Cannabis Smoking Linked to Lung Cancer
Monday, December 19, 2016 9:12:07 AM
There is a troubling new research that teenagers smoking marijuana are not only affecting themselves, but they are maybe causing addiction in children they will have years down the road. Smoking marijuana has an effect during your lifetime on your brain and behavior. But now the study shows it can even last into your offspring, even though they did not themselves were directly exposed to marijuana. Smoking cannabis permanently changes the human brains. The changes are passed to the offspring. When those offspring grow up, they will show compulsive behavior and a strong appetite for heroin. The amount of cannabbis-derived tar inhaled into lungs is four times that of an unfiltered cigarette. The tar attacks the hair-like cilia that protect the lungs and paralizes or destroys them. This allows the tar to penetrate leading to a greater risk of chronic bronchitis. Once inhaled, the cannabis chemicals slip easily through the membranes lining the lungs and into bloodstream. The blood carries them from the lungs to the heart. Cannabis smoking may have a greater potential than tobacco smoking to cause lung cancer. Cannabis smoke is qualitatively similar to tobacco smoke, although it contains up to twice the concentration of the carcinogenic polyaromatic hydrocarbons. Cannabis is less densely packed than tobacco cigarettes, and tends to be smoked without filters to a smaller butt size, leading to higher concentrations of smoke inhaled. Furthermore, smokers of cannabis inhale more deeply and hold their breath for longer, facilitating the deposition of the carcinogenic products in the lower respiratory tract. These factors are likely to be responsible for the five-fold greater absorption of carbon monoxide from a cannabis joint, compared with a tobacco cigarette of similar size despite similar carbon monoxide concentrations in the smoke inhaled. The major finding has been that for each joint-year of cannabis exposure, the risk of lung cancer increased by 8%, with a 5.7-fold greater risk in those with more than 10.5 joint-years of cannabis use. (Source: PubMed)
Harmful Effects of Synthetic Cannabinoids
Monday, December 19, 2016 10:12:07 AM
Synthetic cannabinoids were initially developed for research purposes. As such, the methods for synthesizing the compounds are published in the scientific literature and utilized by clandestine chemists to produce compounds for commercial SC products. Once synthesized, SCs are dissolved in ethanol or acetone and sprayed on plant material, which is then sold in packets as incense, herbal blends, or potpourri, and usually labeled with a disclaimer indicating that the contents are not for human consumption. These products are sold under a variety of names including “Spice,” “K2,” “Black Mamba,” and “Scooby Snax.” Low doses of synthetic cannabinoids produce marijuana-like effects, including perceptual distortions and mood elevation, but higher doses or binge use can produce serious adverse effects, including increased heart rate, uncontrolled vomiting, acute kidney injury, panic attacks, hallucinations, psychosis, and seizures.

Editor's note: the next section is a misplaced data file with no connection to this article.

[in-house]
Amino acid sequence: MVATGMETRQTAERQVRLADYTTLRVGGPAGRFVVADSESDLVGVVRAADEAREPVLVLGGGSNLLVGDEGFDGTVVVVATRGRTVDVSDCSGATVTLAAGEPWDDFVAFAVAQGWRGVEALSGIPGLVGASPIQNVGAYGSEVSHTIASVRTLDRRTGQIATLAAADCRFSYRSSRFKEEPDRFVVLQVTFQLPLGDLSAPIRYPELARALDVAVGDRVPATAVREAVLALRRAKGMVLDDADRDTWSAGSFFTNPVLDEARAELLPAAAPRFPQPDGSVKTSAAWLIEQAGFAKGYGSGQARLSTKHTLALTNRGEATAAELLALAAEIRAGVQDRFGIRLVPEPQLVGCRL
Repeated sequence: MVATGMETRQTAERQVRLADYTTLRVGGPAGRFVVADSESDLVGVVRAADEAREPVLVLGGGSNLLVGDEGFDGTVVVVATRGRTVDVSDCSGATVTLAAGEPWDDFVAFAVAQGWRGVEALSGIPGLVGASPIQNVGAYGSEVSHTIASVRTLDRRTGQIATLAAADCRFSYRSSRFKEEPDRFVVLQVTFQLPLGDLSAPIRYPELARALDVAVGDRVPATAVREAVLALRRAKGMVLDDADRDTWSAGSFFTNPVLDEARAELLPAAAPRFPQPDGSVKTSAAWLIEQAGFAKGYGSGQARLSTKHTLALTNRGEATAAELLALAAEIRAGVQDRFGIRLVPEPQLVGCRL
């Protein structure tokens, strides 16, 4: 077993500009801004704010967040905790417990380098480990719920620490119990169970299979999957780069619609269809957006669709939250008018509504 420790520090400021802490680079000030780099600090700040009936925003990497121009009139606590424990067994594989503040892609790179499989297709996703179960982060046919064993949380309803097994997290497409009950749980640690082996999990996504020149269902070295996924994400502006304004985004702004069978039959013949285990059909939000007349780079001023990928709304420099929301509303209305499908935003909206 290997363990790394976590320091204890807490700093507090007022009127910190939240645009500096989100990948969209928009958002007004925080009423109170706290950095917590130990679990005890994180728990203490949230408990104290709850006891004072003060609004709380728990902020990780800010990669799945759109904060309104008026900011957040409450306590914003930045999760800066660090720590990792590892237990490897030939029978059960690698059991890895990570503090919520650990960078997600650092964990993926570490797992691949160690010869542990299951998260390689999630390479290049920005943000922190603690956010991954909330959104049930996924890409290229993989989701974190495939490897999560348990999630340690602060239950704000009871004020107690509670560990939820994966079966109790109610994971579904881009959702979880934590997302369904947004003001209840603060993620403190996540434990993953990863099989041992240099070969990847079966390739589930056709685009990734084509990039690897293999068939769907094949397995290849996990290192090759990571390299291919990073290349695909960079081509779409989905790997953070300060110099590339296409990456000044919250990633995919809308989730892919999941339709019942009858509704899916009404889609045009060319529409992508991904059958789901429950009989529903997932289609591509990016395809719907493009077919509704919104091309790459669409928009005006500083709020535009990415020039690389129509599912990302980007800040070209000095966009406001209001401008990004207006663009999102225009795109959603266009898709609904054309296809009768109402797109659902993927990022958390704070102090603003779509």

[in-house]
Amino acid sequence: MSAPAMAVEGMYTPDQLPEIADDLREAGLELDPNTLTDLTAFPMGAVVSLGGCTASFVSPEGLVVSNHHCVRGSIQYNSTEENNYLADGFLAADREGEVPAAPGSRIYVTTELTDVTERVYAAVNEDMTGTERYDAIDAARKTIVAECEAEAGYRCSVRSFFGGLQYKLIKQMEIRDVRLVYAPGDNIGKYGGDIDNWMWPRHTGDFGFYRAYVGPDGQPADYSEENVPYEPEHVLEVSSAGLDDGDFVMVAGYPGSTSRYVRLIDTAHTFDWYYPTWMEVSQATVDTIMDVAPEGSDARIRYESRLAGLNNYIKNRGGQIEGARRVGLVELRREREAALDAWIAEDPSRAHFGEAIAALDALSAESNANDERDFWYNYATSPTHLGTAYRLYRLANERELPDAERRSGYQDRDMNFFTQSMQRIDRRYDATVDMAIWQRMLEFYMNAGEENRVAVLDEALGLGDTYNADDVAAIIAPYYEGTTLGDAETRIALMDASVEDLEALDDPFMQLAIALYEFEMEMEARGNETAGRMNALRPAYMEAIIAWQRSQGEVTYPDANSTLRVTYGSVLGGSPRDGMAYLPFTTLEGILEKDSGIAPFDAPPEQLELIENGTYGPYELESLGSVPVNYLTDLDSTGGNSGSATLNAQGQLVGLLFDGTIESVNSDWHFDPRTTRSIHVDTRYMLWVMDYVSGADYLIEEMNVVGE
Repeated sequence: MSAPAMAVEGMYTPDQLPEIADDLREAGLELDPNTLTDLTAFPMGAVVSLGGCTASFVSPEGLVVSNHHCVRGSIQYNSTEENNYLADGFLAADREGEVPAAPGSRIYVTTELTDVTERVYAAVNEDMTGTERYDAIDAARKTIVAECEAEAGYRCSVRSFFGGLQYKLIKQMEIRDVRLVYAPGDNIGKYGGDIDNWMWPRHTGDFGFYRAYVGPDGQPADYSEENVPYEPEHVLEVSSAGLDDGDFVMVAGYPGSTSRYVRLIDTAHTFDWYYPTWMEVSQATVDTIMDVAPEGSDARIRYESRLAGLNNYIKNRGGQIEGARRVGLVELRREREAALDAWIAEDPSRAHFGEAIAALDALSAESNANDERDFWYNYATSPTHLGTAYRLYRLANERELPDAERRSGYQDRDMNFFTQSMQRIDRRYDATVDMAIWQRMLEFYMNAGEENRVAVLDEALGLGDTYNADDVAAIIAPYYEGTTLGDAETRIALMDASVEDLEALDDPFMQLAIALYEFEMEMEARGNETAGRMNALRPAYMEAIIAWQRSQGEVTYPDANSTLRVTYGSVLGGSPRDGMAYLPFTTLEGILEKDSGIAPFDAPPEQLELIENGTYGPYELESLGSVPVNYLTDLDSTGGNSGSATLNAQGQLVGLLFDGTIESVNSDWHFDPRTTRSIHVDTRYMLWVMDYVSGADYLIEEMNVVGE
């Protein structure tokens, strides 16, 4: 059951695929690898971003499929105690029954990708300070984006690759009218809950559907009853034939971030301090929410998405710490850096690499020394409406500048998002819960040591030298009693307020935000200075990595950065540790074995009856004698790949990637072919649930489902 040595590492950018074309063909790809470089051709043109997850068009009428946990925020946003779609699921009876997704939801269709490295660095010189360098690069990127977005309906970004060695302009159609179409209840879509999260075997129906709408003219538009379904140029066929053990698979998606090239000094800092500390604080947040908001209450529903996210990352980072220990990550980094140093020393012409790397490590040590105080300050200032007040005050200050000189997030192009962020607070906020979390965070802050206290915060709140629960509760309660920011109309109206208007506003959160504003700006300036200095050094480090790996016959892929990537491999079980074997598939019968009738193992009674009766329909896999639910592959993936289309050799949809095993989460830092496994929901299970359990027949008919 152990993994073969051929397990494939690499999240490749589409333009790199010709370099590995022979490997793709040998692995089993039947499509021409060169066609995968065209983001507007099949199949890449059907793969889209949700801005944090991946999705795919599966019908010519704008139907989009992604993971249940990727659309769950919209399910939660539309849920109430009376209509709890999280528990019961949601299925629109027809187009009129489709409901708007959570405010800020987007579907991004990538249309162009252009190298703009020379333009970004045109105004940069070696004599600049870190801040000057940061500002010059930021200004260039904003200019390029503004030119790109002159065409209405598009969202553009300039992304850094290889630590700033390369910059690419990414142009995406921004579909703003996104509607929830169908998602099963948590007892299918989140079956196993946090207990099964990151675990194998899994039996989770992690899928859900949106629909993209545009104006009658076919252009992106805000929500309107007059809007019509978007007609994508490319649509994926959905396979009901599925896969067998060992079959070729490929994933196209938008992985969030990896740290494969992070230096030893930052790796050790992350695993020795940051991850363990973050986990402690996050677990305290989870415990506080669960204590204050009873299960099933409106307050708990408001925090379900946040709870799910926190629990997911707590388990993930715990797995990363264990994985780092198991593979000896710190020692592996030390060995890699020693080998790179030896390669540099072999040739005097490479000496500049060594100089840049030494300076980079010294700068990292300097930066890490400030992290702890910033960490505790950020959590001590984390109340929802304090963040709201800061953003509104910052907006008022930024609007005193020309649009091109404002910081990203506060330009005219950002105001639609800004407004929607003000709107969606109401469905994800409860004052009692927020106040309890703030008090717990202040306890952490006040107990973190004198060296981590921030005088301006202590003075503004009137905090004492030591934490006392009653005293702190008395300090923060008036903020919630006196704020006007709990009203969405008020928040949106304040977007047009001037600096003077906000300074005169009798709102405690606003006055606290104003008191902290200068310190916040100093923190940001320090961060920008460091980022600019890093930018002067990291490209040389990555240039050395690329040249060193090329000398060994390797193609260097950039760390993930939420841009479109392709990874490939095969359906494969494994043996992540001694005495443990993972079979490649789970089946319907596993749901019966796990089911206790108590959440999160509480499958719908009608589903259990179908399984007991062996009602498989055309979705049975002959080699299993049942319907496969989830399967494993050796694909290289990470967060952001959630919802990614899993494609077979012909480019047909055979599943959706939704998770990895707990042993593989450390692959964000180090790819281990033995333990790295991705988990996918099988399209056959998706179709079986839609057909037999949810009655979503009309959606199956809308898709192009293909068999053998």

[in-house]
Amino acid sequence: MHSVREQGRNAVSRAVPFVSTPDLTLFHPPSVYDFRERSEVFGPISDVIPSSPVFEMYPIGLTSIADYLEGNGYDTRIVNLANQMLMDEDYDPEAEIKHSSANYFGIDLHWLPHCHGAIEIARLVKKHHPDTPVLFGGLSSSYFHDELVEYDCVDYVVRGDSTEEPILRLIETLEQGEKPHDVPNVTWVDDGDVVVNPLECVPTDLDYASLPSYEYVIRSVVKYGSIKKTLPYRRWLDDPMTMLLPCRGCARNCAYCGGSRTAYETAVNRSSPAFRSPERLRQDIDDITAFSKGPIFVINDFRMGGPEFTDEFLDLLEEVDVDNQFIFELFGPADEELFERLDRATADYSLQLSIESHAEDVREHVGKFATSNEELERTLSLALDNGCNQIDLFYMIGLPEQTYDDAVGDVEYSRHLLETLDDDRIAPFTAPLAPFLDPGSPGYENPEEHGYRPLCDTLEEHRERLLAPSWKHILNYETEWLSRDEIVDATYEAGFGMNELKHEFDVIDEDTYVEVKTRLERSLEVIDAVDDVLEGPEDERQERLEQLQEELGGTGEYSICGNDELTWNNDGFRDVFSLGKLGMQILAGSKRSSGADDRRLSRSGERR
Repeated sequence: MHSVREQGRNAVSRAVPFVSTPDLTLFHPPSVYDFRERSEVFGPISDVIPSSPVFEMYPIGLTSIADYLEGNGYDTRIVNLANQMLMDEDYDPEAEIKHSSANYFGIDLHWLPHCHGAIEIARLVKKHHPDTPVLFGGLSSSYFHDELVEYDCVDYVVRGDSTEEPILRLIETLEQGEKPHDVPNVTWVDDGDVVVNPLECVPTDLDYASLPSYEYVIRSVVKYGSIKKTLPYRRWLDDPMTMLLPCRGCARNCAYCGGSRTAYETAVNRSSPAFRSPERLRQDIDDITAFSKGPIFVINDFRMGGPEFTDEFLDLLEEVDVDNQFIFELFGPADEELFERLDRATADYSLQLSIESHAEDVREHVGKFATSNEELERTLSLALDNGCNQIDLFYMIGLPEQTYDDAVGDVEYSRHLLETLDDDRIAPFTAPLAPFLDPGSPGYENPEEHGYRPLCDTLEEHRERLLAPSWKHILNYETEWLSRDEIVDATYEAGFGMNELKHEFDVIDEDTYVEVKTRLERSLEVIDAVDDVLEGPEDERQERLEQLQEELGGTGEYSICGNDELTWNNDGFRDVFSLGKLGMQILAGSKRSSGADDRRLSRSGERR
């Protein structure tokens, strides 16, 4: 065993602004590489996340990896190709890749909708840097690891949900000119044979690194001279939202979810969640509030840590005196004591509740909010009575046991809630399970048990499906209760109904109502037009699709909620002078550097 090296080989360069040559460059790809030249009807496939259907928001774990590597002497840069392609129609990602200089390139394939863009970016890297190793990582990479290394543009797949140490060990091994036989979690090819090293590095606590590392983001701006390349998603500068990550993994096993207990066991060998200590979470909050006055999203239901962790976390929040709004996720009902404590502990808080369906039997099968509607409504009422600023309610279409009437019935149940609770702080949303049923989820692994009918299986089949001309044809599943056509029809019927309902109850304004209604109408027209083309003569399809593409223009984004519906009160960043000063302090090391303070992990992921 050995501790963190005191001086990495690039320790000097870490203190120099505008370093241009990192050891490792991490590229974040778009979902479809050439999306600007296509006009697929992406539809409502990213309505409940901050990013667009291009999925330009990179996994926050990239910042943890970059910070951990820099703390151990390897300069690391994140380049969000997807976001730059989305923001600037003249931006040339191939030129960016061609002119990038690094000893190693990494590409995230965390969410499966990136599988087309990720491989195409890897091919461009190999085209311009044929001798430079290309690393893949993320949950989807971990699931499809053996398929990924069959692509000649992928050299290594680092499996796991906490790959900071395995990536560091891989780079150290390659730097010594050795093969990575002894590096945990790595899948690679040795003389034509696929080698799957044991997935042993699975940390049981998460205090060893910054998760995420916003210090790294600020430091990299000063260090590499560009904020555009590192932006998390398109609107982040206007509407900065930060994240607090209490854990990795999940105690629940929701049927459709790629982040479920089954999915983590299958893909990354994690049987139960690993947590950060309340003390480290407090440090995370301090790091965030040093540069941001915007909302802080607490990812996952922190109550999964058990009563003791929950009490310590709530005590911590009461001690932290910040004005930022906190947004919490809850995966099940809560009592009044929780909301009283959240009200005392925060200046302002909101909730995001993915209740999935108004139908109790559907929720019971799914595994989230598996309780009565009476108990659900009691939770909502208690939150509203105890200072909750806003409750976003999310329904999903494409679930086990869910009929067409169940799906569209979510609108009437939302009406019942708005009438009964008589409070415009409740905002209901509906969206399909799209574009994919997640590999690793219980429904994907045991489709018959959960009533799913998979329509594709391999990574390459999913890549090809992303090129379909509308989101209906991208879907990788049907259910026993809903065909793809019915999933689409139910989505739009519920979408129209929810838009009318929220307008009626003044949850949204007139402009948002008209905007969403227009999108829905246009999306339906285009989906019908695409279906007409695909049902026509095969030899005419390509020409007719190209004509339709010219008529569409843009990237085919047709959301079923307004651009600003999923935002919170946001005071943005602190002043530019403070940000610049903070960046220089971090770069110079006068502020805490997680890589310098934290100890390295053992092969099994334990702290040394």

Although several chemical structural classes of synthetic cannabinoids (SCs) were recently classified as Schedule I substances, making these substances illegal in the US, rates of use and cases of serious toxic effects remain high. The use of legal highs is increasing and the chemical compositions and physiological effects of these drugs are continually changing. Synthetic cannabinoids, rarely identified on toxicological testing, have been linked to serious adverse cardiovascular effects such as myocardial infarction and cardiac arrest. Synthetic cannabinoid compounds with adamantane component have high potency and are undetectable on conventional toxicology testing. Adverse effects of intoxication have been reported to occur even in those who only used SCs once: irritability, agitation, anxiety, and seizures associated with intoxication or withdrawal. In additiion, synthetic cannabinoids carry the greatest risk oflater psychosis. XLR-11, a widely consumed synthetic cannabinoid, may cause tumors in the respiratory tract.
Cannabis has become popular among US military veterans suffering from PTSD, and several US states have approved its medicinal use for such symptoms. However, as yet there is no evidence concerning the safety or efficacy of this practice. More people with attention‐deficit/hyperactivity disorder (ADHD) are seeking treatment for cannabis use disorders. However, studies show that cannabis use increases risk of adult ADHD. (Source: PubMed)
Tuesday, January 3, 2017 10:12:07 AM
Although the public and the media use the term “medical marijuana” liberally, few acknowledge or are even aware of the complex nature of the plant, which consists of > 400 chemicals, with approximately 70 cannabinoids. The truth is, there is growing evidence that not all components of marijuana are medically beneficial and it is still unclear as to what specific medical disorders are best treated by this plant. The understanding of medicinal aspects of cannabinoids is only in its infancy. Most scientific studies to date have focused on 9-tetrahydrocannabinol (THC), the most prominent psychoactive constituent of the plant and the cannabinoid that leads to the rewarding effects of cannabis. Another prominent phytocannabinoid is cannabidiol (CBD), which has extremely low concentrations in the marijuana strains commonly used recreationally in which the THC potency has dramatically increased. It may hold the psychiatric therapeutic promise, NOT the general marijuana plant. (Source: PubMed)